John Bradley, Executive Director of the Urban Education Initiative, said the grant will sustain a program that benefits both the Poughkeepsie community and Vassar students. “Vassar UEI is one of our largest community programs, and this generous gift will allow us to take a step back and focus on how best to serve the Vassar students and increase our commitment to the community over the long term,” he added.
Poughkeepsie Board of Education President Felicia Watson said she is excited to learn that Vassar’s continuing partnership with the district was now assured. “All of us in the city school district are ecstatic about the news of continued funding for the Urban Education Initiative,” Watson said. “Our nearly two decades of collaboration have proven to yield much success for students from kindergarten through 12th grade. Many of them have benefited greatly from this initiative, and through this continued relationship the educational playing field can be leveled. Our students, like those in surrounding districts, can achieve success at a high level.”
The college has already received $150,000 from an anonymous donor as a gift for the matching funds for the grant. “We’re off to a great start with this major commitment, and we’re excited to work with the Office of Alumnae/i Affairs and Development in any way we can in its upcoming fundraising efforts,” Bradley said.
Timothy Kane, Vice President for Alumnae/i Affairs and Development, said he is confident the college can raise the matching funds. “I keep hearing from many people that Dan was beloved and crossed all social boundaries when he was a student here,” Kane said. “The work we do in the City of Poughkeepsie schools will drive our efforts, and I can’t think of a better person than Dan to enhance Vassar’s connection to teaching and to the community.”
Dan Mindich’s widow, Dr. Shilpa Patel ’86, said she was certain Dan would be happy that the gift will allow new teachers working in urban schools to be mentored through the grueling early years and beyond. “Teaching combined many of Dan’s talents and passions: engaging his audience with a great story, imparting valuable lessons while making students laugh, and coaching those around him to realize their potentials,” she said. “Dan loved teaching, understood the toll teaching can take, and therefore devoted much of his late career to exploring how learning communities help to build resiliency and longevity for teachers. The Vassar community has been an important source of support for both of us over the years. It is fitting that this gift will extend that support to young teachers so they may enjoy long and impactful careers in education.”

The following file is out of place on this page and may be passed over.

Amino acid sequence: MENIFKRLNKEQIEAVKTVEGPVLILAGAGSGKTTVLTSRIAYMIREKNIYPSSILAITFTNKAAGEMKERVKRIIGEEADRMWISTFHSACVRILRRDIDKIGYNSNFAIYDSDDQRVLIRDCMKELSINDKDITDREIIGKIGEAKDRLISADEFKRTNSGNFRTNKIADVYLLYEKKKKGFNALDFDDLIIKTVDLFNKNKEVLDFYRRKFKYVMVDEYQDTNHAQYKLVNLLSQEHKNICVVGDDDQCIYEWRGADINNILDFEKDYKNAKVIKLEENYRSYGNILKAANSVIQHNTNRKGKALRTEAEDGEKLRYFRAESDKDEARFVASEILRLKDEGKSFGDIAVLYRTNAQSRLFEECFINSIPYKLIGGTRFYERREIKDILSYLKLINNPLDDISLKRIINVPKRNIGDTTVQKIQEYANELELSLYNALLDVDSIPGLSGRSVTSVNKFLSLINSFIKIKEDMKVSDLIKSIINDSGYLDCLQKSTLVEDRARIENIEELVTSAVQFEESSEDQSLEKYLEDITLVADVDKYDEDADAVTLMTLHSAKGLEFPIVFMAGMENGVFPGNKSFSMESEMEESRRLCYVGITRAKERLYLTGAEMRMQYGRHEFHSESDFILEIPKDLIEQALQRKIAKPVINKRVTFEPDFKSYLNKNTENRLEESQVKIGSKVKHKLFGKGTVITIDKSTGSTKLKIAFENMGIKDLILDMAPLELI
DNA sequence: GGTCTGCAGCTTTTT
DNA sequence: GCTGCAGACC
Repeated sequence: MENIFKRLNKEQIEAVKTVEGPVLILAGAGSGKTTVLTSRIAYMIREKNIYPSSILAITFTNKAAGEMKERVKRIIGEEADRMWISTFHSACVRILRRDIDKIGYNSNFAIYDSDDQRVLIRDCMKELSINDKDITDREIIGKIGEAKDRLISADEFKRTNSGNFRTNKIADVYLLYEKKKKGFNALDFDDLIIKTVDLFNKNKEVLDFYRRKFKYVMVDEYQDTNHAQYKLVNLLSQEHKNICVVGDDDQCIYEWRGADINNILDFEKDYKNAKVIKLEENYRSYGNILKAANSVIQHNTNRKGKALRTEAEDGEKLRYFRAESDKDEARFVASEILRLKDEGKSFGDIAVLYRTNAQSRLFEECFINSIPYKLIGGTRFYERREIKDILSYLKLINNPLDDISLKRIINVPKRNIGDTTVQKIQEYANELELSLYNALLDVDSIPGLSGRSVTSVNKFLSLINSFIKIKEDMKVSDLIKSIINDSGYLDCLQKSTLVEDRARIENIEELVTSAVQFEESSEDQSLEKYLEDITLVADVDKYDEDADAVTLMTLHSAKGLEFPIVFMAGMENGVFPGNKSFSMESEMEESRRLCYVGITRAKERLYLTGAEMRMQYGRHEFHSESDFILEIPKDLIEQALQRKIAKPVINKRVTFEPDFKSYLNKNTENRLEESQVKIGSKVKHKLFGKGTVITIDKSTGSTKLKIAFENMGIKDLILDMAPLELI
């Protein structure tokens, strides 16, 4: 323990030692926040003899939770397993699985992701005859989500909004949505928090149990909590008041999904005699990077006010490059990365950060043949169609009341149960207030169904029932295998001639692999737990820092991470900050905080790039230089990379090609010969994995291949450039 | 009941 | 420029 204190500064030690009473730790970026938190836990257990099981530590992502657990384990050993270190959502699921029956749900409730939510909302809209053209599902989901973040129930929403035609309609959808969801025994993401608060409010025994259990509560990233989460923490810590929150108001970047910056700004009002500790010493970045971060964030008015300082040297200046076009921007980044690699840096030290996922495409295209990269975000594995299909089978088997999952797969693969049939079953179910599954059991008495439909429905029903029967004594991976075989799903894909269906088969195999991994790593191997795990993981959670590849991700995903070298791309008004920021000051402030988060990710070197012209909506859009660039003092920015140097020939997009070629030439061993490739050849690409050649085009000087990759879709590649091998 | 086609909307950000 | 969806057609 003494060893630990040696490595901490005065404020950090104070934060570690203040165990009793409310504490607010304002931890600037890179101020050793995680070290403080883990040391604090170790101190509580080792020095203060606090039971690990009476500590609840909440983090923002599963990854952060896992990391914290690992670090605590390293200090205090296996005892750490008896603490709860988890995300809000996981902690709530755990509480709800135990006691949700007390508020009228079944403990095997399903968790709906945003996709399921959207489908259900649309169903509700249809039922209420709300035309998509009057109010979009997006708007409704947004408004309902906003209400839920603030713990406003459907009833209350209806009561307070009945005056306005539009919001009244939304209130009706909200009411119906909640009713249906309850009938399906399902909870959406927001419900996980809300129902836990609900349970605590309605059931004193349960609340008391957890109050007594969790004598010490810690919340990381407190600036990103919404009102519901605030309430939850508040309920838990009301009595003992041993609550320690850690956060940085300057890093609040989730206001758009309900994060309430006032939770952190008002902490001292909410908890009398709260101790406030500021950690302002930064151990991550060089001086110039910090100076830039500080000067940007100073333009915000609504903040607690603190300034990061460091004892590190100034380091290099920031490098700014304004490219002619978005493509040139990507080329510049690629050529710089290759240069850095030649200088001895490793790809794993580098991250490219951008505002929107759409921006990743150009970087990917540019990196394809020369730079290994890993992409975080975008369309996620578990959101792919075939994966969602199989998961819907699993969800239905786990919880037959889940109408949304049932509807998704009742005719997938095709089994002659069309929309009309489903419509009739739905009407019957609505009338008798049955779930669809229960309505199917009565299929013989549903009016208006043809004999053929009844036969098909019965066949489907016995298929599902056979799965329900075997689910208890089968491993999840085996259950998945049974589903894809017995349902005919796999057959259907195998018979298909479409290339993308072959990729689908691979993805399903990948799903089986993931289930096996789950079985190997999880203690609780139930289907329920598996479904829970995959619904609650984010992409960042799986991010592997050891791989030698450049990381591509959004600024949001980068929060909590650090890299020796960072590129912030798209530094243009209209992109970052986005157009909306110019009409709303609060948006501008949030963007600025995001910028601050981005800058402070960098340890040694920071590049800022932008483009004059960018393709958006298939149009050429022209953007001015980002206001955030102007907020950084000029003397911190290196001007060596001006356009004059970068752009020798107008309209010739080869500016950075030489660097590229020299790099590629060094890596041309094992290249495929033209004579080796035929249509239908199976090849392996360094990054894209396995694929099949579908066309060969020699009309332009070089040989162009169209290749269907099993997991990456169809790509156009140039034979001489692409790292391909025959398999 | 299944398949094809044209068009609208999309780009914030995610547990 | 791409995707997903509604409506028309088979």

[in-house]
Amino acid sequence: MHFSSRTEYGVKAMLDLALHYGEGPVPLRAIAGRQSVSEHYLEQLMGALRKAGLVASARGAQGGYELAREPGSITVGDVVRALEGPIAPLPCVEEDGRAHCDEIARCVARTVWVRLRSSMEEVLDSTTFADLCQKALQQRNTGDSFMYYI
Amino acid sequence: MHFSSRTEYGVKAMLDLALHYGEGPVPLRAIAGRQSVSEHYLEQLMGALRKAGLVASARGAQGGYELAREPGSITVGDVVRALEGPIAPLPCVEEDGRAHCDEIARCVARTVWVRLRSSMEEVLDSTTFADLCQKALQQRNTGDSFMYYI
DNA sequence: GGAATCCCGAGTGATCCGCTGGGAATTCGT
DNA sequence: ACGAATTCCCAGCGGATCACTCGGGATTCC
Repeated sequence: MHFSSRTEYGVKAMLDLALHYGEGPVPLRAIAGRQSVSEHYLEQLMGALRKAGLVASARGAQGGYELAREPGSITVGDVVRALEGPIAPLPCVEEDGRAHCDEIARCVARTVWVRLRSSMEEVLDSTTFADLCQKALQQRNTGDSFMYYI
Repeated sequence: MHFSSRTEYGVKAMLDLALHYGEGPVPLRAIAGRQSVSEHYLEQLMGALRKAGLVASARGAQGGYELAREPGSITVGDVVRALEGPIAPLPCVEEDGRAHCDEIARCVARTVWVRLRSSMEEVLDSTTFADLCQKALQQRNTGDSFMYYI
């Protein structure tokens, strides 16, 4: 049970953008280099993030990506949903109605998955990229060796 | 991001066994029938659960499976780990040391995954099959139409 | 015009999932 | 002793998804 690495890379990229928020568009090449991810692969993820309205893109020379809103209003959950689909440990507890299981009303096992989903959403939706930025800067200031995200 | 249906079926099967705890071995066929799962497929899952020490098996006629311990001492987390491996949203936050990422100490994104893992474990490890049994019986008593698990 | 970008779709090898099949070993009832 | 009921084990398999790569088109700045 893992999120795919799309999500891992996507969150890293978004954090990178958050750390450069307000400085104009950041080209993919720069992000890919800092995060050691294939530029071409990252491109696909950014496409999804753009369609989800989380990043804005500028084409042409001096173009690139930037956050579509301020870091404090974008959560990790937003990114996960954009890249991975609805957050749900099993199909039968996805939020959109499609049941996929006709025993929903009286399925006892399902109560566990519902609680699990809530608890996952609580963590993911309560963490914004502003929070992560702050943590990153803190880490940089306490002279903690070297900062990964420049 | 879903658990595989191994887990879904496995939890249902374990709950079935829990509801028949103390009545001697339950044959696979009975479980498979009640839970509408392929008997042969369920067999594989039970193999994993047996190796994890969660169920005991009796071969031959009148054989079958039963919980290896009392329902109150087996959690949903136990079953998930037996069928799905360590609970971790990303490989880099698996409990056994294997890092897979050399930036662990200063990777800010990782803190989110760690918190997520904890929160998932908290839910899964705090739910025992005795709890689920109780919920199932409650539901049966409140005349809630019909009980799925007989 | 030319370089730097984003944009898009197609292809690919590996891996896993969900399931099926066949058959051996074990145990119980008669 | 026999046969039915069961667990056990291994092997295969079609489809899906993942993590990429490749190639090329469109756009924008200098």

Judy Hicks Paulick, a PhD classmate of Mindich’s at Stanford, called him “a vibrant, larger-than-life guy. He was truly brilliant and owned it without ever diminishing anyone else’s light.”
Roellke said he was eager to see how the Mindich family’s gift would strengthen the college’s ties with the community while preparing some of its students for a career that Dan loved. “Vassar has made tremendous progress in the last decade in reaching out and making connections in the community, and this gift is an organic demonstration of ways we can continue that work—sending our students into the community while bringing Poughkeepsie students to our campus,” he said. “Community-based learning opportunities made possible by the Urban Education Initiative have not only enabled our students to bridge the gap between theory and practice but have also changed the way our closest neighbors view the college.”